Algebra Problem with Rationals and Proofs

In summary, the conversation discusses two proofs, one regarding the equality of two expressions with a radical and the other regarding the non-zero nature of an expression with rational numbers. The conversation provides some tips and guidance for approaching the proofs, ultimately leading to a solution.
  • #1
silvermane
Gold Member
117
0
Hello fellow forum buddies :)

Homework Statement


a.) Prove that if a+b[tex]\sqrt{2}[/tex] = c+d[tex]\sqrt{2}[/tex] with a,b,c,d all in Q, then
a = c and b = d.
b.) Prove that a^2 - 2b^2 with a, b in Q is nonzero unless a=b=0

The Attempt at a Solution


I really don't know where to start. Any tips would be nice. I just need to see something that I'm not seeing at the moment. :(
I don't need an answer, just a little jolt lol. It will be greatly appreciated! :)
 
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  • #2
For part a, is (a-c) in Q? Is (b-d)[tex]\sqrt{2}[/tex]?

For part b, factor the equation and try to use the result from part a.
 
  • #3
I guess he ^ already took care of you ;-).

Post again if you need more clearification.
 
  • #4
fzero said:
For part a, is (a-c) in Q? Is (b-d)[tex]\sqrt{2}[/tex]?

For part b, factor the equation and try to use the result from part a.

AHHH... wow I'm glad I see it now. So I just need to solve a and c with respect to the fact that they are rational, then b and d with the fact that they're not rational?
 
  • #5
╔(σ_σ)╝ said:
I guess he ^ already took care of you ;-).

Post again if you need more clearification.

Awe phanku :)
 
  • #6
silvermane said:
AHHH... wow I'm glad I see it now. So I just need to solve a and c with respect to the fact that they are rational, then b and d with the fact that they're not rational?

b and d are rational, however, the product with sqrt(2) is not. I believe this is what you meant.

I believe you can see that if b-d was non-zero a contradiction ensues. :-)

EDIT

lmao.
U r velcome :-).
 
  • #7
silvermane said:
AHHH... wow I'm glad I see it now. So I just need to solve a and c with respect to the fact that they are rational, then b and d with the fact that they're not rational?

Well if x = a - c is nonzero, can we find y such that x = y [tex]\sqrt{2}[/tex]? Is such a y compatible with y = b-d?
 
  • #8
Ahhhh that should do it lol. I wrote that down and when I saw each of your replies, it was confirmed. I think I can finish it from here. Thanks so much! :)
 
  • #9
Okay. Post if you get stuck in part b or something.
 

Related to Algebra Problem with Rationals and Proofs

1. What are rational numbers?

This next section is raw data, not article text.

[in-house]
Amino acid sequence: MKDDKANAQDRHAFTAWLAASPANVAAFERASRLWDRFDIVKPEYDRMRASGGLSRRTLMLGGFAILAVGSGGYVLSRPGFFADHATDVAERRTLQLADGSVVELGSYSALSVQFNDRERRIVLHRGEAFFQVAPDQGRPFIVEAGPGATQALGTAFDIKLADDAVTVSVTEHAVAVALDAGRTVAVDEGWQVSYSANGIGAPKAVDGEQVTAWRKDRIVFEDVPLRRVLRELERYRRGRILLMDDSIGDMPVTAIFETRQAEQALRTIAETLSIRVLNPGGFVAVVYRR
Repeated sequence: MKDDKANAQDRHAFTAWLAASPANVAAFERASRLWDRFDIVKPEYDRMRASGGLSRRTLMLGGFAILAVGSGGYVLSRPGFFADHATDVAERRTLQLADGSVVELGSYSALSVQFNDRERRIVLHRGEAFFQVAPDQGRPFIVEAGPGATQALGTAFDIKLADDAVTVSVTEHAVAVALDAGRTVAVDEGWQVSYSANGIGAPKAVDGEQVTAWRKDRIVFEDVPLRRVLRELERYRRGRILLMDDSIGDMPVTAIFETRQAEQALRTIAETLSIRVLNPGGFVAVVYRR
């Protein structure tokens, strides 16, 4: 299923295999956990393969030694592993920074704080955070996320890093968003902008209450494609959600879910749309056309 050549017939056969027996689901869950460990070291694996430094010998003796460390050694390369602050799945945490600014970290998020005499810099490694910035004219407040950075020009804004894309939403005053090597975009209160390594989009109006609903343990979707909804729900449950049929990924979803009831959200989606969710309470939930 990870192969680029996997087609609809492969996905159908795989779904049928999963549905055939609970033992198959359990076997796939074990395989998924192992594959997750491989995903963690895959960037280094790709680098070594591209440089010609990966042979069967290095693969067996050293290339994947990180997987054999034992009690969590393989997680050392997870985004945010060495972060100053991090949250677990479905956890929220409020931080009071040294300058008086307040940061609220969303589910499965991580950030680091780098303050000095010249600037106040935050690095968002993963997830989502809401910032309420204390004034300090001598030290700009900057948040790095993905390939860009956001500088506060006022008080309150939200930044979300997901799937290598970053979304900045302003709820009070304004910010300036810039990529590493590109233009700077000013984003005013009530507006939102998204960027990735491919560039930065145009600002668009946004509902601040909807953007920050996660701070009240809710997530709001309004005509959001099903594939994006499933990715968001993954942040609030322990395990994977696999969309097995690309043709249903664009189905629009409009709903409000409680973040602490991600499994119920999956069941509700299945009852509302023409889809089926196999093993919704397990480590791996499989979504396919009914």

Rational numbers are numbers that can be expressed as a ratio of two integers, where the denominator is not equal to zero. They include both positive and negative fractions, as well as whole numbers and integers.

2. How do you solve algebra problems with rationals?

To solve algebra problems with rationals, you can use the same techniques as solving any other algebraic equation. This includes simplifying fractions, using the distributive property, and combining like terms. It is also important to follow the order of operations when solving these equations.

3. What are some common mistakes people make when solving algebra problems with rationals?

One common mistake is forgetting to simplify fractions before solving the equation. This can result in incorrect answers. Another mistake is not following the order of operations, which can also lead to incorrect solutions. It is important to pay attention to the rules of algebra and to double-check your work when solving these problems.

4. Can you use proofs when solving algebra problems with rationals?

Yes, proofs can be used to solve algebra problems with rationals. Proofs involve using logical reasoning and mathematical properties to show that an equation or statement is true. This can be particularly helpful when dealing with complex algebra problems involving rationals.

5. How can I check my answer for an algebra problem with rationals?

To check your answer for an algebra problem with rationals, you can substitute your solution back into the original equation and see if it satisfies the equation. You can also verify your solution by using a calculator to evaluate the equation with your solution plugged in. Another helpful method is to graph the equation and see if your solution lies on the graph.

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